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Winning the Fight for Voter-ID
States with voter-ID laws must implement them soundly.


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John Fund

In 2008, the U.S. Supreme Court upheld on a 6-to-3 vote the constitutionality of laws requiring voter ID at the polls. Justice John Paul Stevens, one of the left-of-center judges on the Court, wrote the opinion in a case involving Indiana’s voter-ID law: He found that the Court could not “conclude that the statute imposes ‘excessively burdensome requirements’ on any class of voters.”

But our Constitution decentralizes our election procedures over 13,000 counties and towns, and states themselves are in charge of writing voter-ID laws should they choose to do so. Some do it better than others.

Last Friday, Judge Bernard McGinley of the Pennsylvania Commonwealth Court found that his state’s voter-ID law violated Pennsylvania’s constitution because the manner in which it was implemented placed an unreasonable burden on voters. The law, passed in 2012, had been blocked from taking effect while the court case against it ground forward. McGinley’s decision is likely to be appealed to the Pennsylvania Supreme Court. Or the legislature could pass a new version of the law that would answer the judge’s objections.

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McGinley concluded that the law had been implemented in a sloppy, haphazard way and that the state had not done enough to help provide IDs to voters who lacked one. Opponents of voter-ID laws are cheering the Pennsylvania ruling as a harbinger of further rollback of such laws nationwide. But it’s hardly that. “The relevance of this ruling to other voter ID challenges is somewhat limited,” writes Rick Hasen, a law professor specializing in election law at the University of California at Irvine. “The findings on implementation are state specific and don’t really carry over to other states.”

In addition, the judge found that Pennsylvania’s law was not motivated by any effort to disenfranchise minorities or Democratic voters — despite comments from a couple of GOP state legislators predicting that the law, if it stood, would reduce voter fraud in the overwhelmingly Democratic stronghold of Philadelphia.

What won’t be helpful in the defense of voter-ID laws in other states was Judge McGinley’s finding that the state offered no evidence to support its claim that the law was needed to block voter fraud. That decision by attorneys from the office of Kathleen Kane, the state’s Democratic attorney general, badly undercuts supporters of the law.

It’s not as if there aren’t clues that voter fraud is a problem. In 2012, Philadelphia city commissioner Al Schmidt, a Republican, issued a 27-page report on irregularities he found in a sample of city precincts during that year’s primary. The report, which looked at only 1 percent of the city’s districts, found cases of double voting, voter impersonation, and voting by non-citizens, as well as 23 people who were not registered to vote but nonetheless voted. Schmidt also found reports of people who were counted as voting in the wrong party’s primary. “We identified hundreds of cases of voting irregularities [in select precincts] that warrant further investigation,” he concluded.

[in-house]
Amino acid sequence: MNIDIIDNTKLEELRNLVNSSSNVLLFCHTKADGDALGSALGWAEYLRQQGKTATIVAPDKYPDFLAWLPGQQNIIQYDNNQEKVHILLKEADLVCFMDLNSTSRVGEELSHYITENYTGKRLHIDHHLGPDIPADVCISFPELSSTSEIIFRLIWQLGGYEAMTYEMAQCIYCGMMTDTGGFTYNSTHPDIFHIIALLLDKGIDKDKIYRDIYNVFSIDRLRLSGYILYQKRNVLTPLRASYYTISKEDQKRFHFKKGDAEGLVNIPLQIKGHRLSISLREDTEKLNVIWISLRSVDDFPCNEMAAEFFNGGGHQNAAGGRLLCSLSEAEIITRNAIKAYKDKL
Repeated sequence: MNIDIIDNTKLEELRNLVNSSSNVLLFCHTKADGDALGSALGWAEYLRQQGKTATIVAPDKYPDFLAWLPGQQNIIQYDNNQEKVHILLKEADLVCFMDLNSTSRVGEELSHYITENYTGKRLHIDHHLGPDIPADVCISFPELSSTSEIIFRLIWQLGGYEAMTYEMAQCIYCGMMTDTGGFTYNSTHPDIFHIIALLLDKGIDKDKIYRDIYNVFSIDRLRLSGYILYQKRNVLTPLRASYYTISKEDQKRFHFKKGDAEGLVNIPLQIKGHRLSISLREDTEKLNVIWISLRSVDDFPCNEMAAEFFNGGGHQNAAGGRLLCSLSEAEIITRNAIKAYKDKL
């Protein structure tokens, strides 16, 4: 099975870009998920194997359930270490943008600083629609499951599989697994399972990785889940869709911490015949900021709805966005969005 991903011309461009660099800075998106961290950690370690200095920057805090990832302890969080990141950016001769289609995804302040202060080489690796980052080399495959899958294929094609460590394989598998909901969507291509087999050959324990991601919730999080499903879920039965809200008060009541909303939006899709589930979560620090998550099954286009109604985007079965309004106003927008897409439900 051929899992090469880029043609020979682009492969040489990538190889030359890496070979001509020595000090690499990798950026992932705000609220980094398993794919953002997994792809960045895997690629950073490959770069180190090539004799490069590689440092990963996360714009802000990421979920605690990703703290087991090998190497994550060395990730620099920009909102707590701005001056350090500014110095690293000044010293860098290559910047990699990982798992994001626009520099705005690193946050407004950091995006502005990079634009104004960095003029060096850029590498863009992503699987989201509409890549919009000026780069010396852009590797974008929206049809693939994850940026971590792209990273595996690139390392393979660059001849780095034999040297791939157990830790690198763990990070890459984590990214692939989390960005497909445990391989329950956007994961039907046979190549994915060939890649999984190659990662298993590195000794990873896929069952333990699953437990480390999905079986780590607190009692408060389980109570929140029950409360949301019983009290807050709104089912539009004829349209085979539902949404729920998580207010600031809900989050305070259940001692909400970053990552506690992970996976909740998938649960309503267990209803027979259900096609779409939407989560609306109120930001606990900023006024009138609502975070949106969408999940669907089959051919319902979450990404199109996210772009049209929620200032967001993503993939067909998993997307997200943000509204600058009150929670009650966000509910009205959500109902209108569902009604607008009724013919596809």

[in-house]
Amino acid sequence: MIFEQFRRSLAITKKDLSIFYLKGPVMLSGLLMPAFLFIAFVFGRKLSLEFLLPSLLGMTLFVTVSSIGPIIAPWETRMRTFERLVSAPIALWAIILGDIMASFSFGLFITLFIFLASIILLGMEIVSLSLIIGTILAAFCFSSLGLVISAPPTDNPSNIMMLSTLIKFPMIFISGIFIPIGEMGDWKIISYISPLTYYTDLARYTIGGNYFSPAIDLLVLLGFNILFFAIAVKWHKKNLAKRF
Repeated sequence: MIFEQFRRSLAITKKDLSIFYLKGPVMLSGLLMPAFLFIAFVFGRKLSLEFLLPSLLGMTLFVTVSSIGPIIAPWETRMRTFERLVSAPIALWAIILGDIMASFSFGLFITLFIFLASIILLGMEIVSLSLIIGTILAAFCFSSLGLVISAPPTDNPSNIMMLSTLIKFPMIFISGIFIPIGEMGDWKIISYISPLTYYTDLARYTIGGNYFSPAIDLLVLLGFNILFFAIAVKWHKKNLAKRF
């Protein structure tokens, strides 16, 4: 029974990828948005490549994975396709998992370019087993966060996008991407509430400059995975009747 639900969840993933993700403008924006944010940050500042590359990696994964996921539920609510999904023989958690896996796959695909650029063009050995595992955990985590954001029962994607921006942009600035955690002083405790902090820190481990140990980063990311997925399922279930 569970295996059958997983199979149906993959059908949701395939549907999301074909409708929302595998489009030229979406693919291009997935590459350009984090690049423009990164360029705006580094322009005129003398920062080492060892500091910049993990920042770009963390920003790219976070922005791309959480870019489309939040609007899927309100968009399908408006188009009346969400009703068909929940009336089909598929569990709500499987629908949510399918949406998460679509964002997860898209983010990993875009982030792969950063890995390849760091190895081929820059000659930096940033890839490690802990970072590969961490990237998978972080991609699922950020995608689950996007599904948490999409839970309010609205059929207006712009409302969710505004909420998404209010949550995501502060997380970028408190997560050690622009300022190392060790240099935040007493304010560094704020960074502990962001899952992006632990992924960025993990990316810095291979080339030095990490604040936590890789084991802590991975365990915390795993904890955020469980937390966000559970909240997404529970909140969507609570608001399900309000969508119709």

But his report was largely ignored by city officials, who operate in an environment that former Democratic governor Ed Rendell (and former Philadelphia mayor) admitted to me was “a yeasty system where the rule of law isn’t always followed.” Indeed, the city has long been a fount of corruption. This was also true when Republicans ran a machine that dominated the city for 80 years, until the 1950s; during that period, not a single Democrat was elected mayor, in part because of Republican-led voter fraud. All that changed after Democrats seized control of the levers of city power and bent them to their will.

Longtime observers of Philadelphia are quite candid about what goes on there. The late Arlen Specter, who served Pennsylvania in the U.S. Senate as both a Republican and a Democrat, openly scoffed at liberal claims that there was no voter fraud. “They don’t see what they don’t want to see,” he told me in 2011. “I’m from Philadelphia. It’s been a way of life here.” Even after he became a Democrat, he stood by his 2007 GOP vote in favor of requiring photo IDs in all federal elections.

One reason for this is that Specter may once have been a victim of voter fraud himself. In 1967, he ran for mayor as a reform Republican against a Democratic machine that, Specter said, was “highly suspect if not demonstrably corrupt.” Specter lost by 10,000 votes out of more than three-quarters of a million cast, and he strongly suspected that voter fraud played a big role in his loss.

Chris Matthews, the left-wing MSNBC host who hails from Pennsylvania, agrees that voter fraud is a Philly tradition. On Hardball he explained a common scheme there: Someone calls to enquire whether you voted or are going to vote, and “then all of a sudden, somebody does come and vote for you.” Matthews says it’s an old strategy in big-city politics: “I know all about it in North Philly — it’s what went on, and I believe it still goes on.”

Having said that, the same government entities that historically have failed to adequately address voter fraud also apparently botched the implementation of the state’s voter-ID law. Judge McGinley found that the that state deployed too few mobile units to issue voter IDs and that wait times at DMV offices for voter IDs were often long. The state also spent too little money on educating voters about the new law and often issued vague implementation regulations on the fly.



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